# Finding largest netmask for given set of hosts

Steve Holden sholden at holdenweb.com
Fri Aug 9 09:13:35 EDT 2002

```"Edvard Majakari" <edvard.majakari at staselog.com> wrote in message
news:873ctotgvw.fsf at titan.staselog.com...
>
> I'm trying to construct a class method which returns the smallest possible
> network (largest netmask) for given set of hosts.
>
> Now, I have list of ip addresses in object variable self._list. Each IP
> address is in binary format (32-bit long)
>
> The algorithm is below:
>
>
>         nw = self._list[0]      # initialise network to first ip address
>         nm = 0xFFFFFFFFL        # initialise netmask to 255.255.255.255
(32)
>
>         # for every other ip in the list
>         for ip in self._list[1:]:
>             nw = nw & nm  # AND network with netmask
>
>             # XOR the network with ip address. All differing bits
>             # should be ones after XOR, and all bits that are same should
>             # be ones
>
>             x = nw ^ ip
>
>             # now, if nw was 192.128.11.12 and first ip was 192.128.11.20,
>             # result of x should be 24L, which is corresponds to bitmask
of
>             # 00000000000000000000000000011000. However, this is
>             # undesirable - we need a bitmask that has ones for the
>             # constant parts of the ip addresses and zeroes for the rest.
>             # by inverting x (~ x) we get
>             # 11111111111111111111111111100111, which still contains
>             # one at the end of the bitstring. We get rid of this bit
>             # by calling a function that zeroes all the rest bits after
>             # the first zero bit:
>
>             nm = zero_after_first_zero(dec2bin(~x))
>
>             # now nm (according to the example) is
>             # 11111111111111111111111111100000. We use this to
>             # to recalculate new network:
>             nw = nw & nm
>
>             # now nw should be 192.128.11.0 and netmask is 27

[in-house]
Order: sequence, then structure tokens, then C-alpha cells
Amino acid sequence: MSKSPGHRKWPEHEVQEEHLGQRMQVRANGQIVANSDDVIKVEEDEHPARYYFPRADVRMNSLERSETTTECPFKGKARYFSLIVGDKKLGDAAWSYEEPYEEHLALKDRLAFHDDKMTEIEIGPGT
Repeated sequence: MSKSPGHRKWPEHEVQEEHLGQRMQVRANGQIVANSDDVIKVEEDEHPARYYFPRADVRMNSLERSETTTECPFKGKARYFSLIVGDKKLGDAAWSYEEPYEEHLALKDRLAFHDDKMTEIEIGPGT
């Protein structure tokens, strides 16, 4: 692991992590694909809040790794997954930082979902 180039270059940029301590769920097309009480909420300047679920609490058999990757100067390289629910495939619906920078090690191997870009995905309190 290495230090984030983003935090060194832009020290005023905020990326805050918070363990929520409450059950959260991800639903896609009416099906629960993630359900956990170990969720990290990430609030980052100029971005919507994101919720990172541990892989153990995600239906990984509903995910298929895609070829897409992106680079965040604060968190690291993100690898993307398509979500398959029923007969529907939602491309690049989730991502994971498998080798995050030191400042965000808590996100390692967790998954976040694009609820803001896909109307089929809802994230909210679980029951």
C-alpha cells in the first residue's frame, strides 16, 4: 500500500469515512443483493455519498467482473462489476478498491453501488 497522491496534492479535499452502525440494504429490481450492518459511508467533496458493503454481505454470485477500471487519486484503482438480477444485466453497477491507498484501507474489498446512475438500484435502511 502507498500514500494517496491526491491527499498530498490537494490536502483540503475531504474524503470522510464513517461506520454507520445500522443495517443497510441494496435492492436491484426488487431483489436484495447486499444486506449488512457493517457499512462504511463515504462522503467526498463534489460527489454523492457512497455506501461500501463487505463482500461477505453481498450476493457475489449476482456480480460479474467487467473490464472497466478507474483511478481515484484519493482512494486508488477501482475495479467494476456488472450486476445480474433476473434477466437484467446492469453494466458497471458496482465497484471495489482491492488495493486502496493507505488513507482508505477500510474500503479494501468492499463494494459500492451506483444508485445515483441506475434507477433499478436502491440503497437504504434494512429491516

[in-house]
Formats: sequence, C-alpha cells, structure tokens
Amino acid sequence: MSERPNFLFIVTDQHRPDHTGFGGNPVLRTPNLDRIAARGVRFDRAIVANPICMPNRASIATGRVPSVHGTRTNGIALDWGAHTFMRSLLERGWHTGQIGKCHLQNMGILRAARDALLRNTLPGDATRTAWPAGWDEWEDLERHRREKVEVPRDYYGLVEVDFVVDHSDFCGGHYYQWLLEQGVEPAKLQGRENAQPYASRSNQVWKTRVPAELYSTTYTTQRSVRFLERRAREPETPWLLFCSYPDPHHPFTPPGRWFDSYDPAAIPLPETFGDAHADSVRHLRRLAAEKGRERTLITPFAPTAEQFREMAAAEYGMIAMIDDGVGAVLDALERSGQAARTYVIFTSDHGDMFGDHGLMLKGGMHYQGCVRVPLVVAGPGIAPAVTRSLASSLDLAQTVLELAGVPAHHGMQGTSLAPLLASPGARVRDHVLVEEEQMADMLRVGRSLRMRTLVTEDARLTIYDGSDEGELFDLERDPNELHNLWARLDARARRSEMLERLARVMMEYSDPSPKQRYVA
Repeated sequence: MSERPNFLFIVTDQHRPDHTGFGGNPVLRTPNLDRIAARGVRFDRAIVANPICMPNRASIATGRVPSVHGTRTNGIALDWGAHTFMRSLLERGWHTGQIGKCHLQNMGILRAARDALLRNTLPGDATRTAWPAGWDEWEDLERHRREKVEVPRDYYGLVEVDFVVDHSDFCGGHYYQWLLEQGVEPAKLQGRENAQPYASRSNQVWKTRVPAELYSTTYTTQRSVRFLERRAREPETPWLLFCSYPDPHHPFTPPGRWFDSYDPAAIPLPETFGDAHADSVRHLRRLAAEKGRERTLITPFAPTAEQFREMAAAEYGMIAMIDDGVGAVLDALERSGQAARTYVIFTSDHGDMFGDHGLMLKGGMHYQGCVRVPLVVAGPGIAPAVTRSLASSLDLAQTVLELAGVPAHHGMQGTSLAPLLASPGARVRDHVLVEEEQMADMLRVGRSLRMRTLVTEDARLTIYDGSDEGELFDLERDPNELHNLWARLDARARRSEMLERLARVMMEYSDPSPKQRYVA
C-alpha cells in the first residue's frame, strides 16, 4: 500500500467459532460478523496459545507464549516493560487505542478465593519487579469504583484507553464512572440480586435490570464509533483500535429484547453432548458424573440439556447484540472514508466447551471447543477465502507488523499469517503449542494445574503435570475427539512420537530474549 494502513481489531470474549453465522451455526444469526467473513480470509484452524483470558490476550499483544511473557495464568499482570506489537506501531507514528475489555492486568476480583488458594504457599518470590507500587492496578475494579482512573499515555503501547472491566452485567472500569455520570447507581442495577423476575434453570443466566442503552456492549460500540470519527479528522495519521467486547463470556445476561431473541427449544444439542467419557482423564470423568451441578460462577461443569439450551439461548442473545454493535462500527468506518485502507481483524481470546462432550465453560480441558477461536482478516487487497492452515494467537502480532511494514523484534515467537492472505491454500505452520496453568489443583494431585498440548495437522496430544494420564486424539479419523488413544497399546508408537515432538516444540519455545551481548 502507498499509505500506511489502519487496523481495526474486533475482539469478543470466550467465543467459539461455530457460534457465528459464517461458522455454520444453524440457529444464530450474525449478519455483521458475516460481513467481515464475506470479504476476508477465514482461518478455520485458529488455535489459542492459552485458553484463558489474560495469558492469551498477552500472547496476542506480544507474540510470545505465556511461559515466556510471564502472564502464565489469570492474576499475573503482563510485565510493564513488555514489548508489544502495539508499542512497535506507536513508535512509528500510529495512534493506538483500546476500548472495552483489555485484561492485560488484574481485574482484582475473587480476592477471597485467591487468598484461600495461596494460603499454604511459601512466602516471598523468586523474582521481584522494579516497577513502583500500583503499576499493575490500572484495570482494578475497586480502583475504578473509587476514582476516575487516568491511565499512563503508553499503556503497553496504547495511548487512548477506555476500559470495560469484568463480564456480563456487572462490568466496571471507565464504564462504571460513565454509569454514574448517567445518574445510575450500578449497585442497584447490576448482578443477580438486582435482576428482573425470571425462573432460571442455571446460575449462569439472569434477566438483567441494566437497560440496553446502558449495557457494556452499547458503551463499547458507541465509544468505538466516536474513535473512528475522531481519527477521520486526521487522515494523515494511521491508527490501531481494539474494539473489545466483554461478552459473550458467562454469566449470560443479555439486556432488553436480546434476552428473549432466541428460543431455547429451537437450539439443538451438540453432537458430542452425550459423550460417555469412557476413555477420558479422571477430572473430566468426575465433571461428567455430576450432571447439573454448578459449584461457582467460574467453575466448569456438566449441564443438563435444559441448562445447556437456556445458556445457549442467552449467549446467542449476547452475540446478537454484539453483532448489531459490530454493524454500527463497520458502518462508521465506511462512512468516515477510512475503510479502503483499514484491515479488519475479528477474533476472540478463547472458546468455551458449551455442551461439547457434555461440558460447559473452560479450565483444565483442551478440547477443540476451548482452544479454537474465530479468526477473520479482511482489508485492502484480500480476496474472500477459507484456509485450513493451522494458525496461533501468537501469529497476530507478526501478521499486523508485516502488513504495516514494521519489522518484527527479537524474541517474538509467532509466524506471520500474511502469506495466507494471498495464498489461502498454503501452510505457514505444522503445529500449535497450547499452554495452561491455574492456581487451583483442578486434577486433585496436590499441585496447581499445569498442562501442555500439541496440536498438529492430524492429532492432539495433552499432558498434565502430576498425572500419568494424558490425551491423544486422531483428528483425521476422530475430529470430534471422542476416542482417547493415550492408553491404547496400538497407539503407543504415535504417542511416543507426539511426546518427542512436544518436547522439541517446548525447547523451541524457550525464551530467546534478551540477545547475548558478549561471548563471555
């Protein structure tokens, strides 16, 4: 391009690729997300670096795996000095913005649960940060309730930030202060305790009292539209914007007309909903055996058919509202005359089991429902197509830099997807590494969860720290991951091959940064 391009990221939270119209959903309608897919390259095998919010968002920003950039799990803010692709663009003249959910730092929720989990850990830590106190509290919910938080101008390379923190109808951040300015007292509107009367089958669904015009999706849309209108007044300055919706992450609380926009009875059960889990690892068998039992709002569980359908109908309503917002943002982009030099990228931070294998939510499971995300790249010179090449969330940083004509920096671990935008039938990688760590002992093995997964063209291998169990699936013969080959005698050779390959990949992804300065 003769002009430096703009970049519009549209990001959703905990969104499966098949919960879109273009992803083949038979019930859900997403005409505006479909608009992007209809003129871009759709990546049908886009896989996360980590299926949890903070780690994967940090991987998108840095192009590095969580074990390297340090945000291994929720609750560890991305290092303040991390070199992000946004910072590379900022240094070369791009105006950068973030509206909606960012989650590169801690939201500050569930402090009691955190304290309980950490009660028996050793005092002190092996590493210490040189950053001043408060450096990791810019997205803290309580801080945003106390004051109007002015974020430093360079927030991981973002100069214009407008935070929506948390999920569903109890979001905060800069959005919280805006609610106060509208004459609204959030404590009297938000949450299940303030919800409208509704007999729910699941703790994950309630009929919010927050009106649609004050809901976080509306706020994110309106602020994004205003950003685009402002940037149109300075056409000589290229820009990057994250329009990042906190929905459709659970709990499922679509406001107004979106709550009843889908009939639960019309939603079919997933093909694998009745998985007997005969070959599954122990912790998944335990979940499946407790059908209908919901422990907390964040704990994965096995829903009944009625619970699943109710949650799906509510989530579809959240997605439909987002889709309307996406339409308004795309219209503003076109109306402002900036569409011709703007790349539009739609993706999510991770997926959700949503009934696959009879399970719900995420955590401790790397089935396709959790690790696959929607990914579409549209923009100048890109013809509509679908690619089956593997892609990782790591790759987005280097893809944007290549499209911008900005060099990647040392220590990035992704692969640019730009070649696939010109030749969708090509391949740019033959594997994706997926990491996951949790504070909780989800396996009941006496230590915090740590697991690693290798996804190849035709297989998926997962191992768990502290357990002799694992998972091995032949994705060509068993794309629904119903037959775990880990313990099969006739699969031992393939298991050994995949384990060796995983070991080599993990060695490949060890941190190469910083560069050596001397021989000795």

>
>         return nw
>
>
> The problem is that in Python, it seems quite difficult to create a
> routine dec2bin that would handle binary digits. I also doubt the
> algorithm is the best for this kind of thing.
>
> I wonder is there any existing Python modules that would do this kind of
> thing? I searched one for days (using Google), but didn't find any..
>

The first thing to note is that (version 4) IP addresses are 32-bit numbers,
which means that most Python implementations can handle them as integers and
use the bit-wise operations on them. Consequently, if all addresses are
converted before use, you won't need dec2bin. A naiive implementation will
end up producing long integers for anything above the class A space,
however. Unless efficiency is *really* important I'd overlook this as long
as your Python is recent enough to implicitly convert. You could even
explicitly use longs if you wanted.

Here's a simple implementation using these ideas. I haven't tested it
thoroughly, and it certainly hasn't been written for efficiency, but it
should give you something to play with.

def iptonum(s):
l = s.split('.')
for byte in l:

def numtoip(a):
l = []
for i in range(4):
l.append(str(a & 0xFF))
a >>= 8
l.reverse()
return ".".join(l)

addlist = [iptonum(x) for x in
['192.168.10.23',
'192.168.10.15',
'192.168.14.15',
'192.168.12.25']
]

#
# Now set all bits to the right of
# the leftmost zero to zero for the correct
# correct network number.
#
zeros = 0
for bit in range(32, 0, -1):
pos = bit -1
zeros = zeros | (~mask & (1<< pos))
if zeros:

print "Network:", numtoip(net)

regards
-----------------------------------------------------------------------
Steve Holden                                 http://www.holdenweb.com/
Python Web Programming                http://pydish.holdenweb.com/pwp/
-----------------------------------------------------------------------

```